This layer mask was used along with the vintage linen texture in a layer stack to create the final image shown. If you look carefully, you can see that the final image shows little signs of the textural overlays on the lower right compared to the rest of the image.


The masked vintage linen texture is the top layer of the stack.


The linen texture gives the final image a distinctly old-fashioned feeling.

Shooting your own textures
There’s no reason you can’t photograph your own textures to create your own textural overlays, provided you point your camera at something, er, textural. I keep a library of textures I’ve shot, and when I see something textural I try to shoot it for possible use at some future point in time.

Good textures exhibit patterns, but they are not too regular. Subjects with depth do not make good textural overlays. You should use a fast shutter speed with fairly low depth-of-field so that the elements of the texture seem crisp. In some cases, underlying features in the textures you photograph may help you with creative compositions.

For example, when I saw the peeling paint on the wall shown in Adobe Bridge, I thought the horizontal lines at top and bottom in this texture might add interest to a composition.


I shot this wall on a Parisian street with “texturizing” in mind.


When converting the texture image in Adobe Camera RAW, I increased the contrast and saturation.

Later on, at my computer in my studio, I decided to combine the texture shot on a Parisian street with a studio shot of anemones.


I decided to create colorful and creative effects using this image of anemones, shot on a light box.

I used the French wall texture twice, in Difference and Multiply modes, to create an exotic composition of flowers never seen on this earth—that also incorporates the two horizontal lines from the textural overlay.


I used the Wall texture in Difference and Multiply blending modes to create something very different from the original image.


It’s easy to create striking effects quickly using textures and blending modes like this unusual composition of flowers!

Repeating a texture “recipe”
As I’ve mentioned, it is important to be able to recreate textural overlay effects. When something has been successful, you want to be able to do it again. When a number of different textures, and several blending modes, are involved the steps needed can get complex and hard to remember.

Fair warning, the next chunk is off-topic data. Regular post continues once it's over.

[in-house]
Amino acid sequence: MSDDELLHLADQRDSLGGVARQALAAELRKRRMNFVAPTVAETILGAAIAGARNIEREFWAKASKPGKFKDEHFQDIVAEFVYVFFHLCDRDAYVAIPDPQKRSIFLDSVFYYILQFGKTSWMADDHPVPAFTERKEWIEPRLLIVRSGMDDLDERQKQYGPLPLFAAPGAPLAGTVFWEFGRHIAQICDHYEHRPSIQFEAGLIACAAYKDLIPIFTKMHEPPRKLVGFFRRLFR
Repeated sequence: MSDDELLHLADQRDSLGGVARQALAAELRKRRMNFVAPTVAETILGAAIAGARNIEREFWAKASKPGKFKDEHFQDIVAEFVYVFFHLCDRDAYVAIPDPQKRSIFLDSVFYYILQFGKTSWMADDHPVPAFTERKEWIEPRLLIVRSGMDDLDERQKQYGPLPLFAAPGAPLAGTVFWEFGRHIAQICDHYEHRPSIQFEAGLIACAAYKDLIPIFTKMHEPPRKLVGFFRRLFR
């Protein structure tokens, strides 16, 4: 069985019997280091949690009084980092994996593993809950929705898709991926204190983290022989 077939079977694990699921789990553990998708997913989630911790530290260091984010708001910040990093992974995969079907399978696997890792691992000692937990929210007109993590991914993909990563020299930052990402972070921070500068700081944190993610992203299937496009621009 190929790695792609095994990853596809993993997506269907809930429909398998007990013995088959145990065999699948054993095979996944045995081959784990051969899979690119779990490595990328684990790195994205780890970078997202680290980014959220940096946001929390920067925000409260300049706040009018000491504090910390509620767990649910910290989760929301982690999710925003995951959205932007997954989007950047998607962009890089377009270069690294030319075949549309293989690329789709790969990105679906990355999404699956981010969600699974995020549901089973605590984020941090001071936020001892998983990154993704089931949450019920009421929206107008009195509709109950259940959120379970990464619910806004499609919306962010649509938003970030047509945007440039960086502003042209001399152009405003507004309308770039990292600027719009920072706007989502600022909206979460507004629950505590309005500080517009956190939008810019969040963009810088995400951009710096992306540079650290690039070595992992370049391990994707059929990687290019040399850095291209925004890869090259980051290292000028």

One approach is to write things down. While it is possible to keep track of this kind of formula by taking notes, the best kind of documentation shares a trait in common with good software development—it is self-documenting. The most important aspects of self-documenting a layer-based texture overlay process are to:

  • Make sure the layer structure is coherent
  • Name each layer so that the contents of the layer are self-evident (this corresponds to good variable naming in software development)
  • Try to use each layer for a single purpose only (it’s better to copy a layer and use two layers than to try to get a layer to do “double duty”)

Provided you follow these steps, it is usually pretty easy to recreate your texture recipes by deconstructing your archived images.

Conclusion
Using textural overlays combined with blending modes is a surprisingly powerful Photoshop creative tool that works well to create floral art—and is applicable to other kinds of subject matter as well. Good textural work transcends the normal perspective-based spatial relationships in photography. It adds an apparent surface patina to a photo, much as impasto techniques do for an oil painting. Counter-intuitively, textures are applied on top of rather than behind a photo, even when the desired effect is to make the photo look like it has been placed on a textured background.

In this column I’ve explained:

  • The ideas behind adding textures
  • Where to find textures
  • How to add a texture in Photoshop
  • Using blending modes and opacity with textural overlays
  • Using layer masks to apply textures selectively
  • Using photography to create your own textures
  • Best practices in naming and managing layers to create textural recipes that can be repeated

About the Author
Harold Davis is an award-winning professional photographer whose work is widely admired and collected. He is the author of many bestselling photography books including the forthcoming Monochromatic HDR Photography, and his popular workshops are often sold out. Harold Davis is a Moab printmaking Master.

You can visit Harold’s blog at www.digitalfieldguide.com/blog, and learn about his workshops at www.digitalfieldguide.com/about/workshops-events. Harold’s most recent book, The Way of the Digital Photographer, includes information about many of the techniques discussed in this article.


Text © 2013 Harold Davis. Photos © 2013 Harold Davis.

Article revised August 2013.